By Jeff McKay
Special Features Correspondent
Continuing today (11/4), TALKERS presents a multi-part feature story about the status of female talk show hosts in the radio business that will run throughout this week.
Part 3: What does it take to make it?
NEW YORK – It was established in the first two installments of this article about the state of women on talk radio – particularly “news/talk” radio – that although there are many successful female practitioners of the art heard around the country, male hosts continue to outnumber females by a startling ratio of approximately seven-to-one. The question is why?
Another question: what are those women who are making it on talk radio doing right?
“Just as Megan Kelly broke through in a mostly man’s world as host of her own prime time show on Fox News Channel, so can female radio hosts. They just have to get the right opportunity to prove themselves,” says Salem Media Group SVP/spoken word format, Phil Boyce.
One of those women is Mandy Connell, heard daily mornings on Denver’s KHOW-AM (630) and evenings back on what was her former station, WHAS, Louisville. The iHeart Media station’s morning drive host, is one of those that has clearly proven herself. For two decades, she has been on the air at several stations including heritage talker WHAS where she became established as a popular local conservative host who attracted a loyal following of both male and female listeners.
Connell says she has personally run into those who believe that women cannot succeed in talk.
The still-rising star tells TALKERS, “There is a tremendous lack of women talk show hosts, at least solo performers who aren’t doing lifestyle shows. A big part of the problem is that for years programmers have believed that women can’t succeed in talk radio. Highly-placed former executives with certain large media companies who shall remain nameless to protect the guilty have said those exact words to more than one person I know. I personally was told, after I negotiated a contract for a new job at a station, that ‘corporate got involved and they are going in a different direction.’”
Salem’s Boyce agrees there are definitely women who can do the job — some as solo acts and others as part of male/female talk teams. Boyce notes that whether you’re talking about men or women, from a programming standpoint, it takes an eye and ear for talent… and maybe taking a chance.
“We recently hired Rose Tennent in Pittsburgh on [WPGP] AM 1250 ‘The Answer.’ She was well-known as half of the Quinn and Rose program on WPGB-FM, but we felt she could easily hold her own as a single host and she is doing that. We also now have Elisha Krauss as part of a three-person morning show called ‘The Morning Answer’ on [KRLA] AM 870 ‘The Answer’ in Los Angeles. She used to be the senior producer for Sean Hannity, but we felt she had on-air ability, and gave her that first shot,” says Boyce.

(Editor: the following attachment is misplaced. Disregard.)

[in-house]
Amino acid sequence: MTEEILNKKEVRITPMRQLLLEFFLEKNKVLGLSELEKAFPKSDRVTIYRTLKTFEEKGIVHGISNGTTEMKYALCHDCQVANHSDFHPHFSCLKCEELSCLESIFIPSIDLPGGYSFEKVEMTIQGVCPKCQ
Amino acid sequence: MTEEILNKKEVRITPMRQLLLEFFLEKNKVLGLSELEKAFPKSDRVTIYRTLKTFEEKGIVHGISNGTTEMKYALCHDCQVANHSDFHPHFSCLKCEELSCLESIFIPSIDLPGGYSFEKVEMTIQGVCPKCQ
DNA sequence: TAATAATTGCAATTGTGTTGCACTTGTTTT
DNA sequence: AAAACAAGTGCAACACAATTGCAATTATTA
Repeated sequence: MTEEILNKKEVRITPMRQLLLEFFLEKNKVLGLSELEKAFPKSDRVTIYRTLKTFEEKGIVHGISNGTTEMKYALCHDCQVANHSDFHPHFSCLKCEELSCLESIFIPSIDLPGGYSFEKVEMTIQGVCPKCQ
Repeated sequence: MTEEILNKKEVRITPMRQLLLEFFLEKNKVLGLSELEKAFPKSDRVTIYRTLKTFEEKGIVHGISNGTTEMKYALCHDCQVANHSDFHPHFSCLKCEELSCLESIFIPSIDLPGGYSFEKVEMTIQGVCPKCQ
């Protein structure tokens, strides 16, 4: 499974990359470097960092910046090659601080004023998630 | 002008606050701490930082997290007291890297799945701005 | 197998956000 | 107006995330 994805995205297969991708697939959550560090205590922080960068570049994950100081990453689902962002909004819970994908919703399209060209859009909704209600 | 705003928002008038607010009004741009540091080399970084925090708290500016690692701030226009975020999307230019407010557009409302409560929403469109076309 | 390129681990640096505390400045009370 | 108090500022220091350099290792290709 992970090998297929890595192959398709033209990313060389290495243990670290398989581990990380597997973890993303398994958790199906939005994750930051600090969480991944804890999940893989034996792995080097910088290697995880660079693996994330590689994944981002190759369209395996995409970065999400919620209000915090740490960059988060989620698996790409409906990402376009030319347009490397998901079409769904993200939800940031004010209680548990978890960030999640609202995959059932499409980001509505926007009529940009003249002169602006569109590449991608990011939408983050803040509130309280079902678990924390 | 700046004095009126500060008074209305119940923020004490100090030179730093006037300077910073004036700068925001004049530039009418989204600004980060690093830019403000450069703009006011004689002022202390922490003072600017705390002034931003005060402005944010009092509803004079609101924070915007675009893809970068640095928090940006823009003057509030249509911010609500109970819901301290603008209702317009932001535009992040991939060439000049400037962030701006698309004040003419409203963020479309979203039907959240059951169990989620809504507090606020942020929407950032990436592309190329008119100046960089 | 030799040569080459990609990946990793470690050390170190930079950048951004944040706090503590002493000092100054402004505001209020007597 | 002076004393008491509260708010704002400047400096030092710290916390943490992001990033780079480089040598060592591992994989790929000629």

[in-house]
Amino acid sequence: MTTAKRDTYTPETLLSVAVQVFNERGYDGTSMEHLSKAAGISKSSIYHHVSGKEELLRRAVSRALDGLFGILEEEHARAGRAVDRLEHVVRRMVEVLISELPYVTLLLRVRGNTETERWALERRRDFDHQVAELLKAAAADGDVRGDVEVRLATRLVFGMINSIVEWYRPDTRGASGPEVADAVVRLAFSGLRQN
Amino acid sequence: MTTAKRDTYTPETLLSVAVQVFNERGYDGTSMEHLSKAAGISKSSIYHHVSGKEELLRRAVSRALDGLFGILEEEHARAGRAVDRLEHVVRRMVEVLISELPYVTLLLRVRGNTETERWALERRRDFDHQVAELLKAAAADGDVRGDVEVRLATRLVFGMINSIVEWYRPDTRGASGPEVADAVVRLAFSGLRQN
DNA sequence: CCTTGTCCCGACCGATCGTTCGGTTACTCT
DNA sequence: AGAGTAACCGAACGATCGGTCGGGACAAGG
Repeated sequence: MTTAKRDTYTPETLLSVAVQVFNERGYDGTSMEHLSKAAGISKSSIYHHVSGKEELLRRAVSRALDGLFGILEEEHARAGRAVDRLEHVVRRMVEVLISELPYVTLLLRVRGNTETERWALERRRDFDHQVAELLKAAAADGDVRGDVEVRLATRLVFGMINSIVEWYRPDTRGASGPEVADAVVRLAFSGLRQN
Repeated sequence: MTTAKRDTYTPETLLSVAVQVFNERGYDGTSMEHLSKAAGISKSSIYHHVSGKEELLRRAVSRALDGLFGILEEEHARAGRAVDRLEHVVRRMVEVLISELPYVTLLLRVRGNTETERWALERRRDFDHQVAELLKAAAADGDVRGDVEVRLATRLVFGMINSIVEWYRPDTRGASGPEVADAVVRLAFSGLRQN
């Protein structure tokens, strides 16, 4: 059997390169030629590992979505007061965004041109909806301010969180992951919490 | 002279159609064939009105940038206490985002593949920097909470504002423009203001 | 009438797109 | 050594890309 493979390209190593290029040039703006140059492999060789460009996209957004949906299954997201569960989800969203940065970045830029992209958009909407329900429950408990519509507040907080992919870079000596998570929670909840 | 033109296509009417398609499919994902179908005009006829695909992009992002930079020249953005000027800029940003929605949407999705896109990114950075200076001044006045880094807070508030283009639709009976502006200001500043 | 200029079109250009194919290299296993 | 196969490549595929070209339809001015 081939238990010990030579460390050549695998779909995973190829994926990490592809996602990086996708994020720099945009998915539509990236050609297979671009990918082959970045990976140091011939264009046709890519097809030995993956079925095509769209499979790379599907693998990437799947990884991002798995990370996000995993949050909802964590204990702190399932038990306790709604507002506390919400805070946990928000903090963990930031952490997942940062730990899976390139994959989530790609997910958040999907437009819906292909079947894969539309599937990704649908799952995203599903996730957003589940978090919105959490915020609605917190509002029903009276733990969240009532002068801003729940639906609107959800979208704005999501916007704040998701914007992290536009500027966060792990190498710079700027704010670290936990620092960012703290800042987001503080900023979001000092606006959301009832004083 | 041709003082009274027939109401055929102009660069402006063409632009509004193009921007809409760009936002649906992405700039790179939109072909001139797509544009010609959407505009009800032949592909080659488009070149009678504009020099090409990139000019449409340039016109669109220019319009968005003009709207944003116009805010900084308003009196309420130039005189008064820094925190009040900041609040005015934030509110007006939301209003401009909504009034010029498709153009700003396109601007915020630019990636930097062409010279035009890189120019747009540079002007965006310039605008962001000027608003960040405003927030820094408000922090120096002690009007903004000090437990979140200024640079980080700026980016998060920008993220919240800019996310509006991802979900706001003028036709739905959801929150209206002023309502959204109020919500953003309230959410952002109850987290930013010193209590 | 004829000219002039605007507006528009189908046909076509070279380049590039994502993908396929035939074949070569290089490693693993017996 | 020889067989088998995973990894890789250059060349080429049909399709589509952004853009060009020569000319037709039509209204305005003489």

Walking the walk
In heavily-populated South Florida, WFTL, Ft. Lauderdale’s 12:00 noon to 3:00 pm star Joyce Kaufman has made a name for herself by not just talking politics, but by becoming an active part of the community and local politics. Kaufman tells TALKERS it’s more than just being a woman that makes a good talk show host.
“Brains and brass combined with a sensual and sometimes maternal bent, I rant wildly and love lavishly. I have been able to stay close to the community as a result of joining into their events or creating events they want to be a part of,” says Kaufman. “I bash politicians from both sides of the aisle and I could care less about being politically correct. I tell them my secrets and walk through the good times and the bad with them. They know I am genuine and I can be very funny. I am also not afraid to cry.”
Susan Monday, the midday host on Delmarva Broadcasting’s WXDE-FM (“Delaware 105.9”) licensed to Lewes, is a former WPHT, Philadelphia host who moved down I-95 to handle middays. While her radio station does cover national politics, its hosts also discuss statewide issues.
Monday believes the notion that political news/talk is a man’s realm is something the public has been conditioned to believe. “Radio listeners and television viewers have gotten their news and opinions from men for so long that it requires a paradigm shift. For years, broadcasting executives believed nightly viewers couldn’t stomach having their news delivered by a woman, and I think the same holds true for female talks show hosts,” says Monday. “It goes way back to the early days of broadcast journalism when Edward R. Murrow delivered the news, interviewed newsmakers, and basically told Americans what was important. Think Walter Cronkite, the paternal figure with his voice cracking as he told us JFK died. Most of us grew up with authoritative men anchoring the news, hosting news and talk shows, and telling us to what to think. So the argument can be made that audiences and listeners are simply more accustomed to men and that men make more reassuring and believable hosts. Men’s opinions have gravitas, men talk about the ‘serious’ stuff, or so the paradigm goes. Women only want to talk about relationships, recipes, and kids, or so we’ve been led to believe.”